Let's face it, rejection sucks. Especially when you have to give bad news to job candidates who didn't get the job they wanted. In this #HRAgainstLame episode, Sourcing Goddess Angie Verros is back to share her tips and tricks for sending candidate rejections.
In this video you will learn:
Elena: Welcome back, everyone, to the series of episodes with our Greek goddess of sourcing, Angie Verros. Today we're going to talk about rejection, and rejection sucks, particularly when it comes to giving bad news to candidates who didn't get that job. What's that like for you, Ang?
Angie: It sucks
AV: I never call a candidate once they've been rejected to tell them why. No, I'm just joking.
EV: Oh, then this episode, we gotta hit pause.
AV: Some recruiters, I think, are afraid to call the candidate to let them know that they are rejected because they don't have that why from the hiring manager, so typically what happens is they go dark, and then the candidate not only doesn't know whether they got the position or not, but they just walk away from an experience.
How to keep lines of communication open with the candidate?
AV: What I would do is I'd pick up the phone and I would say, "Okay, this is the worst part of my job, and it's calling to let you know that unfortunately we've decided to go with someone else." I think to ease that, because I had a relationship with the candidate, I would let them know why, and it's hard to get the why sometimes from the hiring managers, but if you let them know why and be, again, going back to the human touch, be human about it and relate to them, I think it makes them feel better, too.
EV: So my question would be, a recruiter who says, "Either one, I don't have time for that because I've talked to who knows how many candidates, but second it's super difficult for me to get that information from the hiring manager who's also busy." What’s your response to that?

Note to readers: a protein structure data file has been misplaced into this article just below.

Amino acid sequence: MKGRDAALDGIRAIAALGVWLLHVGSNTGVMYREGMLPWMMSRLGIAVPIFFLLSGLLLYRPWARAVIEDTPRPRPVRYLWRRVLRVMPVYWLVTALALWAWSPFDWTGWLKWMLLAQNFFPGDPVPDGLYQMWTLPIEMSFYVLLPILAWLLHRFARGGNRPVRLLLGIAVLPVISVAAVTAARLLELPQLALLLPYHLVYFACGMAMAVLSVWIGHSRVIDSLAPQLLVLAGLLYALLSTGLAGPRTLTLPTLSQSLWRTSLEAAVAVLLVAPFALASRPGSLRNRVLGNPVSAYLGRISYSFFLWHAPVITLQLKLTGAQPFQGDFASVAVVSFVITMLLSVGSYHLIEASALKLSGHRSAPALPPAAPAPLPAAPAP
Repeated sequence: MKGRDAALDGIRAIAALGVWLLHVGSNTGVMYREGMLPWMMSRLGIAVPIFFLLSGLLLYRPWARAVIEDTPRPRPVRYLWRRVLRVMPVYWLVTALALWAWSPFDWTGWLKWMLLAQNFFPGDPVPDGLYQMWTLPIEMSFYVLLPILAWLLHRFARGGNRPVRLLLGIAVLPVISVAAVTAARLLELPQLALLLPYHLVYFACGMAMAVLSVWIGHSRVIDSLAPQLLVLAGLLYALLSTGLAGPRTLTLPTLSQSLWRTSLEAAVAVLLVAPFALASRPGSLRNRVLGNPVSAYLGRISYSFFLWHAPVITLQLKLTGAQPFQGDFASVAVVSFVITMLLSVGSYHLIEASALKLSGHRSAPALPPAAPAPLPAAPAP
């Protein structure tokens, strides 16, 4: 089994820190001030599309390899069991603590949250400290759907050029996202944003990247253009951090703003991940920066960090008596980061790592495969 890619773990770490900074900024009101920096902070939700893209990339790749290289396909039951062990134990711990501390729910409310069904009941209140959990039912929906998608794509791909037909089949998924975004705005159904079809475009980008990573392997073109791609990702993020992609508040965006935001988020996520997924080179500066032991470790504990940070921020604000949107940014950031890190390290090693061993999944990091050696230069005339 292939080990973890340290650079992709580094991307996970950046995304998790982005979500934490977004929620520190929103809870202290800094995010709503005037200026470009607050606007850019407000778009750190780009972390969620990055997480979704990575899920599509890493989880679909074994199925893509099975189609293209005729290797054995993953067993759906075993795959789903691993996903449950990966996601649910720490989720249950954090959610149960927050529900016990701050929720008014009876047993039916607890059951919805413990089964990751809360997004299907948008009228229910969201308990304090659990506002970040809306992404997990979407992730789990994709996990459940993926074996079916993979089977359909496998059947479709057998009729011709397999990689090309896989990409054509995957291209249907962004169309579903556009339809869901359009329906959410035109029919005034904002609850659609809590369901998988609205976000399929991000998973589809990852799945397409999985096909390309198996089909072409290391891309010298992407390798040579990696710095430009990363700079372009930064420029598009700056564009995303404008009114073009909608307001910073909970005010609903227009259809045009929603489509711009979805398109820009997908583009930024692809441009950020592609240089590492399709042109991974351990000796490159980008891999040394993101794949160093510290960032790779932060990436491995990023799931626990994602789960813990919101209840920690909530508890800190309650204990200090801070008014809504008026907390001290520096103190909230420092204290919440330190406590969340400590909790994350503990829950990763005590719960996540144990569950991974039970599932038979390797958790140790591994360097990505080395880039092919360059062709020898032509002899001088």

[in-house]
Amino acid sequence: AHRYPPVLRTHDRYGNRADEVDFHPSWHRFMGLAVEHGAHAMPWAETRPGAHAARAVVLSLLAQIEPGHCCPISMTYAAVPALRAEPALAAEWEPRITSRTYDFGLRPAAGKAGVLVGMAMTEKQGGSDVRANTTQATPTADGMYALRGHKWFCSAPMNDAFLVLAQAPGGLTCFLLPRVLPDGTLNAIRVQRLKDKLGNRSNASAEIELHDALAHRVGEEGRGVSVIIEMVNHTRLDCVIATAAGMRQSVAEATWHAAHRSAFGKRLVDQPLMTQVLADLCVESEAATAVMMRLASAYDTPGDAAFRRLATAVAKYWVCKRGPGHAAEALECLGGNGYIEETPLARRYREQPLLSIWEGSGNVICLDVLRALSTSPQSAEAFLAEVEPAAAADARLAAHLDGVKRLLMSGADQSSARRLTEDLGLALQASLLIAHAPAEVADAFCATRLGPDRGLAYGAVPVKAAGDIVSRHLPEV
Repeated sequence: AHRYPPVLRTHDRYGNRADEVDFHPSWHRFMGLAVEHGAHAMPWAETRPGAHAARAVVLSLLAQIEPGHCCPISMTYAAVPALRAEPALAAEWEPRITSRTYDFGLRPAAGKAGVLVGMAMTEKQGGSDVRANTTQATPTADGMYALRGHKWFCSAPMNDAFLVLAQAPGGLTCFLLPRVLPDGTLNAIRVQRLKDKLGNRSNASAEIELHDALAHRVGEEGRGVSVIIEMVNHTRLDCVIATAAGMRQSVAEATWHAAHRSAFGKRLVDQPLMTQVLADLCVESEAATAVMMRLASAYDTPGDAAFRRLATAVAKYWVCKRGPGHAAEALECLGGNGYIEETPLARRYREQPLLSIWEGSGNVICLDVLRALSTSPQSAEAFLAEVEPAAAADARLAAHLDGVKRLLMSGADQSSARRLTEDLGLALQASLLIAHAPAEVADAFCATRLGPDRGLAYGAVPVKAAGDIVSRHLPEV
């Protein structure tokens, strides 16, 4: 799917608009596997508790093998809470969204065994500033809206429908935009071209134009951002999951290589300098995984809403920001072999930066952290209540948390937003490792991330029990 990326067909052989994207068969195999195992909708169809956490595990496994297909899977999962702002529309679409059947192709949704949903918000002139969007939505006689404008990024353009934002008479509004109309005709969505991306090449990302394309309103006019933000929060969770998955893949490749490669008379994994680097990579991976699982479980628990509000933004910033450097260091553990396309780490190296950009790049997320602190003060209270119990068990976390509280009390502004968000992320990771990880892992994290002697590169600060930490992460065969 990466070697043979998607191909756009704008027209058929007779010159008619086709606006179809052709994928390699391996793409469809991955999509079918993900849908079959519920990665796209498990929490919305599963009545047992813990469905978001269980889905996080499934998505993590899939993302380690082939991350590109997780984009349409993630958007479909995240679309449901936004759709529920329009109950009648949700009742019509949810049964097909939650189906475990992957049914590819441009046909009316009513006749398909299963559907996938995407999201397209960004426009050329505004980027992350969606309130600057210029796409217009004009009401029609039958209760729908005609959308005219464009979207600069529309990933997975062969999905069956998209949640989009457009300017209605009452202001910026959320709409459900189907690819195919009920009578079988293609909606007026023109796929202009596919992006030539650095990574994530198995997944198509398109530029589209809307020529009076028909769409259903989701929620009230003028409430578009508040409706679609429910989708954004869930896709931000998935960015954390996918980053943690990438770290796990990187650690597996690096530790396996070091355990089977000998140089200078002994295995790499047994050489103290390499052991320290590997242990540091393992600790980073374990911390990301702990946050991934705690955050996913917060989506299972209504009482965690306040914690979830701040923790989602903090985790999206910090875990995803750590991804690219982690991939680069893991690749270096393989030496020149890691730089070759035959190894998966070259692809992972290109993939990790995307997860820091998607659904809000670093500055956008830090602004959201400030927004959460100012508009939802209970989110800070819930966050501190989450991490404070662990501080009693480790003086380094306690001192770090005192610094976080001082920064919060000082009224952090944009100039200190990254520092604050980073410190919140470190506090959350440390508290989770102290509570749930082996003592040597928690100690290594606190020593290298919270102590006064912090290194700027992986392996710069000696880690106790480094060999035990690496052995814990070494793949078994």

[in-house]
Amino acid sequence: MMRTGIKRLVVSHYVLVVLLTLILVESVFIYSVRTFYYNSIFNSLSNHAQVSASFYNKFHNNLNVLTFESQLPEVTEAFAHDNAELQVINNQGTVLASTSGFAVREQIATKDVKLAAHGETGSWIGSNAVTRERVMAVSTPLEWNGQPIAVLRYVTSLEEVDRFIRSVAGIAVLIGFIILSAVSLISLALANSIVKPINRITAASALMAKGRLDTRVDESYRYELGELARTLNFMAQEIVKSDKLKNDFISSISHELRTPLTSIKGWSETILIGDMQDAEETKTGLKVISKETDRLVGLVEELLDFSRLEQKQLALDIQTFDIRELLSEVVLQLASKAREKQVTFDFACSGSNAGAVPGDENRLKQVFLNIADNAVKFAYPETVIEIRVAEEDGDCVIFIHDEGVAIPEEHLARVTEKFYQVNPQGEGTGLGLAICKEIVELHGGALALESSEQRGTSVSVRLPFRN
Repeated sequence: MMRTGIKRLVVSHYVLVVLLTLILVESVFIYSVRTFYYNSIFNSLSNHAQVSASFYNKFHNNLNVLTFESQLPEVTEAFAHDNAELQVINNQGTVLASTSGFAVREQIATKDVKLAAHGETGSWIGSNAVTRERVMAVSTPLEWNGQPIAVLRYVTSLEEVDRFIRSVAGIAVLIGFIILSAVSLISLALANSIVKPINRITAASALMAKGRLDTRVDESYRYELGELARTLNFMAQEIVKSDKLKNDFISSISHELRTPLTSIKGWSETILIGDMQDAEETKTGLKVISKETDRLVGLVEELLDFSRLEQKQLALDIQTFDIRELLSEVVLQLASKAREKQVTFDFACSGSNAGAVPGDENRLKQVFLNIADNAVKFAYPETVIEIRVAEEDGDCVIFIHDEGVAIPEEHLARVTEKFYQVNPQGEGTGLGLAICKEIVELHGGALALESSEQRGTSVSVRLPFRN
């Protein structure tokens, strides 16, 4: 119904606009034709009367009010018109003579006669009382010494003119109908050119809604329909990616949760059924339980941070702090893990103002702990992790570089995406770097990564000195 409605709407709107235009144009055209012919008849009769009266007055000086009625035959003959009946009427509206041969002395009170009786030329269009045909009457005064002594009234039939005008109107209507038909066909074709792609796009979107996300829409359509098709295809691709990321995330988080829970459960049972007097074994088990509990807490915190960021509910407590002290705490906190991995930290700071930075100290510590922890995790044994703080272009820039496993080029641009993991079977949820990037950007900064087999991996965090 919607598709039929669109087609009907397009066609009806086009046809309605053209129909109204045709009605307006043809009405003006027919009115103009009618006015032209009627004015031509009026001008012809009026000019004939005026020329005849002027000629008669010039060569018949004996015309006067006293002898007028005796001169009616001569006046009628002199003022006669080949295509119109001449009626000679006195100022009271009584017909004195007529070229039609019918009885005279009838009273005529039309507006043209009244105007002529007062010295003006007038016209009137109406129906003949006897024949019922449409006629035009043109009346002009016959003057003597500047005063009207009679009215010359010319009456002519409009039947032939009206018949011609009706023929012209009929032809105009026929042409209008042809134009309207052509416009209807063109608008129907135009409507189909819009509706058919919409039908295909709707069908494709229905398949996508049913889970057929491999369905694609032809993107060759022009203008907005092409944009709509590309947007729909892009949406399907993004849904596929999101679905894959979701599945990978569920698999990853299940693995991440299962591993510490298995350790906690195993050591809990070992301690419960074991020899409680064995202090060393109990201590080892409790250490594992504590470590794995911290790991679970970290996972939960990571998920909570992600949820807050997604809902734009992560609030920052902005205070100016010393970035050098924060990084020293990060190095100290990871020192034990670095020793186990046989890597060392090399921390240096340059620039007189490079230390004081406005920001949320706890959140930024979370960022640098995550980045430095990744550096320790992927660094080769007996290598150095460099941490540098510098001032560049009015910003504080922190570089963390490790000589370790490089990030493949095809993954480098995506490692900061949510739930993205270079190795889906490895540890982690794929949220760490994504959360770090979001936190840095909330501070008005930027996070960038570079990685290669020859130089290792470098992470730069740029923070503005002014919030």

AV: I mean, there's a few ways that I think you can go about it, and everybody's busy, so I think that the excuse of, "I'm too busy to reject a candidate," I don't go for that. If you involve your hiring managers in your process from the very beginning, and let them know, "This is how we're going to work, right. I'm going to find you the candidates, I'm going to schedule your interviews, I'm going to do all of that, but I need something in return from you."
After getting them to understand, what's the next best thing?
AV: I think it's very important to have an open line of communication with the candidate, even if they didn't get the job, right, because you can add them to your pipeline for a future opportunity.
So maybe they fell short for this particular role, but they could very well fit another role in the future. Then again, you don't know who they know. They can definitely send some people over to fill your current jobs.
EV: That's right, so when you can master the art of rejection. It's a going through that discomfort that could really potentially yield you even more referrals, or just keep a great line of communication with that candidate open who could be right for your job six months from now or a year from now.
AV: I mean nobody likes rejection, right? Nobody likes to receive it, nobody likes to deliver it, but it's part of the job.
EV: You're right. Well, thank you so much, Angie, so let's master our fear of rejection here, and hope we provided you some great tips. All right. See you later, guys.
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